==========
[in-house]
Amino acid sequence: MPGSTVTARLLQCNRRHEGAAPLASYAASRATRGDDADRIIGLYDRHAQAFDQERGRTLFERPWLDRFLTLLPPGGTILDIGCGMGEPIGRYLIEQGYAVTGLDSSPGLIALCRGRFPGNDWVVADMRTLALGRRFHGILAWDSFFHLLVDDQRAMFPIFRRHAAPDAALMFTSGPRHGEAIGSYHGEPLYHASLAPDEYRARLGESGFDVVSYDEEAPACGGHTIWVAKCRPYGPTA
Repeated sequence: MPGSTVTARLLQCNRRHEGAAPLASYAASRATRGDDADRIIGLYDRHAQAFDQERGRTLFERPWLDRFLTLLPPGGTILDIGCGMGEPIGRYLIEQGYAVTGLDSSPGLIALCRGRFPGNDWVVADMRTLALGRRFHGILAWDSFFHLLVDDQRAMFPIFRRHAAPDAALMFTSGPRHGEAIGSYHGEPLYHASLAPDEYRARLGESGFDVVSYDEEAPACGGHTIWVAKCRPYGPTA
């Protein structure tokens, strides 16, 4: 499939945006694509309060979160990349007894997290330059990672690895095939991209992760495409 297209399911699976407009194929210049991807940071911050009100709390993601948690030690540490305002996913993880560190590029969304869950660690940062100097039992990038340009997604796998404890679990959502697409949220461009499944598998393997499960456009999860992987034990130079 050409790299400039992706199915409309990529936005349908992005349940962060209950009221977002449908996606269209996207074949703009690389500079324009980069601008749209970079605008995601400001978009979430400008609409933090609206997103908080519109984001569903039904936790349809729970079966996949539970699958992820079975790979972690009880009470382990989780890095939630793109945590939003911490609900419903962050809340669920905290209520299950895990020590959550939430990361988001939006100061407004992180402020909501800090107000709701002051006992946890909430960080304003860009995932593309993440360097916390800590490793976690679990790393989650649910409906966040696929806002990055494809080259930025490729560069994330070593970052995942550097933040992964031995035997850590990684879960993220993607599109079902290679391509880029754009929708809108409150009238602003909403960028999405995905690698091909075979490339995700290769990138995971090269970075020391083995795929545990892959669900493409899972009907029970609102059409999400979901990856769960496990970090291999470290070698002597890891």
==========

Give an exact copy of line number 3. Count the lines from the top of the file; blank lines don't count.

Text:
Repeated sequence: MPGSTVTARLLQCNRRHEGAAPLASYAASRATRGDDADRIIGLYDRHAQAFDQERGRTLFERPWLDRFLTLLPPGGTILDIGCGMGEPIGRYLIEQGYAVTGLDSSPGLIALCRGRFPGNDWVVADMRTLALGRRFHGILAWDSFFHLLVDDQRAMFPIFRRHAAPDAALMFTSGPRHGEAIGSYHGEPLYHASLAPDEYRARLGESGFDVVSYDEEAPACGGHTIWVAKCRPYGPTA